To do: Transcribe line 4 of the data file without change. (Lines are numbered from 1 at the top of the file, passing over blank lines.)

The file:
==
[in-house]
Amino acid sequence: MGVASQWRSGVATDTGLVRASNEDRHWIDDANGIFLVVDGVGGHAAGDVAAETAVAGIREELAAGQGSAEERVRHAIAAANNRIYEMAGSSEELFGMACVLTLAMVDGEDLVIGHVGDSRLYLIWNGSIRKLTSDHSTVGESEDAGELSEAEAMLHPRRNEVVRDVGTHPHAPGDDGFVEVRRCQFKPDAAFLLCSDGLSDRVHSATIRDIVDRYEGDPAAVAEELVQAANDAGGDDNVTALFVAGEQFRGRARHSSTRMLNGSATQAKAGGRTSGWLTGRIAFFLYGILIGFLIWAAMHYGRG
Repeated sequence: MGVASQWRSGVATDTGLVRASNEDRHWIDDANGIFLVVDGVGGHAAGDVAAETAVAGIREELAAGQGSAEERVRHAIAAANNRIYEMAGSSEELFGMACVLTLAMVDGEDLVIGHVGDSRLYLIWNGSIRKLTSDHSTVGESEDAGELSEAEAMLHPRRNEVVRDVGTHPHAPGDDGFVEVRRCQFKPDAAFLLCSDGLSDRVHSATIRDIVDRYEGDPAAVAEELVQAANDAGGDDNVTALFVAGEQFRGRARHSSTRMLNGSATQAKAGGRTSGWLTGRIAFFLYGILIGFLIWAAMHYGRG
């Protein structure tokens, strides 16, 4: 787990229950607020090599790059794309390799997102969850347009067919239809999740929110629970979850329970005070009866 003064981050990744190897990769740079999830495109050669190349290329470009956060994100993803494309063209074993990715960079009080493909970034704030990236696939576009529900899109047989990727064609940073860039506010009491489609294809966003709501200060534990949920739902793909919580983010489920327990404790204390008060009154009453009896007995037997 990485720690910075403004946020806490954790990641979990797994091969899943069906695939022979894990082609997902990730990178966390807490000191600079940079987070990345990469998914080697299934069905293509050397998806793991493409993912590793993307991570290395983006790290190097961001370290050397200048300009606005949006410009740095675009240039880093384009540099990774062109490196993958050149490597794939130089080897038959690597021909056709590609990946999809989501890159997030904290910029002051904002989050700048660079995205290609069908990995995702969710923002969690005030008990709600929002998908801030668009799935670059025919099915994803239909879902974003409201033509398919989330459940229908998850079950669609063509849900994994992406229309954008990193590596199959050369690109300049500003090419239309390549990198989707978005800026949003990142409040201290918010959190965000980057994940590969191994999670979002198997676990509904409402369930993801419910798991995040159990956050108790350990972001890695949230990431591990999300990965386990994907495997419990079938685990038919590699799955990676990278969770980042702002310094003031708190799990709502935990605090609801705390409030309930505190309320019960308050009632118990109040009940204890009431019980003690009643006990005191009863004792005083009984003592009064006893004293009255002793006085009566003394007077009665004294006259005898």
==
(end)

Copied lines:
């Protein structure tokens, strides 16, 4: 787990229950607020090599790059794309390799997102969850347009067919239809999740929110629970979850329970005070009866 003064981050990744190897990769740079999830495109050669190349290329470009956060994100993803494309063209074993990715960079009080493909970034704030990236696939576009529900899109047989990727064609940073860039506010009491489609294809966003709501200060534990949920739902793909919580983010489920327990404790204390008060009154009453009896007995037997 990485720690910075403004946020806490954790990641979990797994091969899943069906695939022979894990082609997902990730990178966390807490000191600079940079987070990345990469998914080697299934069905293509050397998806793991493409993912590793993307991570290395983006790290190097961001370290050397200048300009606005949006410009740095675009240039880093384009540099990774062109490196993958050149490597794939130089080897038959690597021909056709590609990946999809989501890159997030904290910029002051904002989050700048660079995205290609069908990995995702969710923002969690005030008990709600929002998908801030668009799935670059025919099915994803239909879902974003409201033509398919989330459940229908998850079950669609063509849900994994992406229309954008990193590596199959050369690109300049500003090419239309390549990198989707978005800026949003990142409040201290918010959190965000980057994940590969191994999670979002198997676990509904409402369930993801419910798991995040159990956050108790350990972001890695949230990431591990999300990965386990994907495997419990079938685990038919590699799955990676990278969770980042702002310094003031708190799990709502935990605090609801705390409030309930505190309320019960308050009632118990109040009940204890009431019980003690009643006990005191009863004792005083009984003592009064006893004293009255002793006085009566003394007077009665004294006259005898």